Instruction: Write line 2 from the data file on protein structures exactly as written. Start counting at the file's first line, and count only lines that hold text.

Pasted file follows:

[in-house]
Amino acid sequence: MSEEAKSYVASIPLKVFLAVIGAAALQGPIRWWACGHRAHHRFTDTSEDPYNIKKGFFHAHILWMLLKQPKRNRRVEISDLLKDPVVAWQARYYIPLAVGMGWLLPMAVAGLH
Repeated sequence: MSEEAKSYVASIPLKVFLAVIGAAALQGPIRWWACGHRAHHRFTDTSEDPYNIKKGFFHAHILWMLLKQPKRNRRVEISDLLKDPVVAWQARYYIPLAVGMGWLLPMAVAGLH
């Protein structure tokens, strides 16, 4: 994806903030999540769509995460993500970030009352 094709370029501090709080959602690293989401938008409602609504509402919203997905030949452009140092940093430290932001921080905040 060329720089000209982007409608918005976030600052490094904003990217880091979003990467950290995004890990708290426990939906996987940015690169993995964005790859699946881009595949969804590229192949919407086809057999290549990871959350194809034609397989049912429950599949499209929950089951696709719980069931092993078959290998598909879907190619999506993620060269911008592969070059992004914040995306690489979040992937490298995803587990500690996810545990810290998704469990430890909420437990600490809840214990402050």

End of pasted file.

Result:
Amino acid sequence: MSEEAKSYVASIPLKVFLAVIGAAALQGPIRWWACGHRAHHRFTDTSEDPYNIKKGFFHAHILWMLLKQPKRNRRVEISDLLKDPVVAWQARYYIPLAVGMGWLLPMAVAGLH